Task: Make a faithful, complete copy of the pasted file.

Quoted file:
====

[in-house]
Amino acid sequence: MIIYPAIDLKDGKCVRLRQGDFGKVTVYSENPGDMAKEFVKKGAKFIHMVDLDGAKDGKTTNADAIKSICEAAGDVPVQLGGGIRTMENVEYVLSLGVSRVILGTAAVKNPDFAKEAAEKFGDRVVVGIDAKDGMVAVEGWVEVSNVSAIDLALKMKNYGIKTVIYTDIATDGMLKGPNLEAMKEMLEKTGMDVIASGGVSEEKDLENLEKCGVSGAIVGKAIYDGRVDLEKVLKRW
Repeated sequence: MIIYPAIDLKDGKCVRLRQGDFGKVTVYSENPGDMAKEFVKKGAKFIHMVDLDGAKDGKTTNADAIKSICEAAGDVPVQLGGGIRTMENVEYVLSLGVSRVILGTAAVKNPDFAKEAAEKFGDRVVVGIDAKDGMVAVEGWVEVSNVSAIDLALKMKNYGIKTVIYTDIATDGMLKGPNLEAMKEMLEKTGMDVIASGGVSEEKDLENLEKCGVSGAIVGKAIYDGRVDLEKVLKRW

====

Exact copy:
[in-house]
Amino acid sequence: MIIYPAIDLKDGKCVRLRQGDFGKVTVYSENPGDMAKEFVKKGAKFIHMVDLDGAKDGKTTNADAIKSICEAAGDVPVQLGGGIRTMENVEYVLSLGVSRVILGTAAVKNPDFAKEAAEKFGDRVVVGIDAKDGMVAVEGWVEVSNVSAIDLALKMKNYGIKTVIYTDIATDGMLKGPNLEAMKEMLEKTGMDVIASGGVSEEKDLENLEKCGVSGAIVGKAIYDGRVDLEKVLKRW
Repeated sequence: MIIYPAIDLKDGKCVRLRQGDFGKVTVYSENPGDMAKEFVKKGAKFIHMVDLDGAKDGKTTNADAIKSICEAAGDVPVQLGGGIRTMENVEYVLSLGVSRVILGTAAVKNPDFAKEAAEKFGDRVVVGIDAKDGMVAVEGWVEVSNVSAIDLALKMKNYGIKTVIYTDIATDGMLKGPNLEAMKEMLEKTGMDVIASGGVSEEKDLENLEKCGVSGAIVGKAIYDGRVDLEKVLKRW